3. The third unit will be located in the operators control room to effect the shutdown (or speed limit) and restart of specific turbines on instruction from the RRC unit at the independent authority’s location.
(C) SMRT Unit
The SMRT is required to continuously measure sound levels in dB inside and outside buildings across frequencies from 0.5 to 20,000 hertz; (note: system designer to advise if there are cost or design benefits if bottom limit is higher, say 2 to 4 hertz).
The SMRT is to display, on demand or continuously, the measured sound levels across the desired frequencies sound levels on a suitable onsite desktop screen and to provide for onsite storage of X months of data.
The SMRT is to have the facility to transmit the measured data to multiple remote display and recording computers, one computer, the “RRC,” being in the independent entities measurement and oversight room; another, the “ORRC” being in the operating or control room of the project operator,
(D) The RRC
The RRC is to accept, display on demand and store, the noise data from multiple (up to 50) remote SMRT units.
It will have the capability of storing maximum acceptable noise levels (“MANLs”) for each location where a SMRT is installed.
The RRT must be competent to continuously compare incoming data from the linked SMRTs with the predetermined MANLs for each linked SMRT site (note the MANLs may be different for each SMRT site) and must be capable of altering the MANLs but only through a security device or password.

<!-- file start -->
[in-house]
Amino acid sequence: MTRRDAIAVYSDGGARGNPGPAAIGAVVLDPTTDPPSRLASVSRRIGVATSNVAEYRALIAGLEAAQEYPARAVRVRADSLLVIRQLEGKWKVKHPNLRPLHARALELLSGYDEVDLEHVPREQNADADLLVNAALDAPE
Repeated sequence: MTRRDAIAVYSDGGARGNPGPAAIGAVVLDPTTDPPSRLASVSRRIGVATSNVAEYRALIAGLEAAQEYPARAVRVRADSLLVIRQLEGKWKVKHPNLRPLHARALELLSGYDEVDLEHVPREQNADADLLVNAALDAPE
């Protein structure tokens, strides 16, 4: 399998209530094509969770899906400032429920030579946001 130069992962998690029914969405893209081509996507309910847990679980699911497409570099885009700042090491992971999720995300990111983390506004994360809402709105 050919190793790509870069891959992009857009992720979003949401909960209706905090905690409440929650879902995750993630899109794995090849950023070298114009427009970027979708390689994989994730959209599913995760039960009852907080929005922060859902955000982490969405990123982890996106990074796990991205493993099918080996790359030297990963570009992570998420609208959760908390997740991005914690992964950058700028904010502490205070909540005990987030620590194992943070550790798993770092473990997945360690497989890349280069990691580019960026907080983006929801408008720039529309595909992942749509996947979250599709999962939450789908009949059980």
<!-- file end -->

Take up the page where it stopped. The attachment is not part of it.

Should the RRT determine that the MANL for a particular (or multiple sites) has been breached, then it must “flag” the SMRT(s) where this has happened, and also the ORRC (where, in addition to the visual flag, the operator may decide to have an audible alarm activated).
Additionally the RRT shall be connected to the operator’s turbine shutdown mechanism. If the recorded noise level exceeds the MANL, the RRT then the shuts down one or more previously selected turbines adjacent to the building where the measured sound has exceeded the MANL maximum allowable limits.
(E) The ORRT
In addition the ORRT unit needs to have the capability once the measured noise level falls below the MANL to restart the shutdown turbine(s) manually whilst ensuring the MANL is not breached. Provision for this to be effected automatically should also be considered by the system designer.
(F) Critical Elements
If the SMRT suffers a breakdown, then it is necessary to be able to manage the situation that may arise if noise levels become excessive during the offline period. The system designer is requested to consider the above situation and how to treat similar problems arising with the if the RRT is offline.
(G) Robust Hardware
Given the likely locations of SMRT units they need to be of robust construction.
The noise control system is to be designed so that it may be fitted to existing WEPs and built in to new WEPs.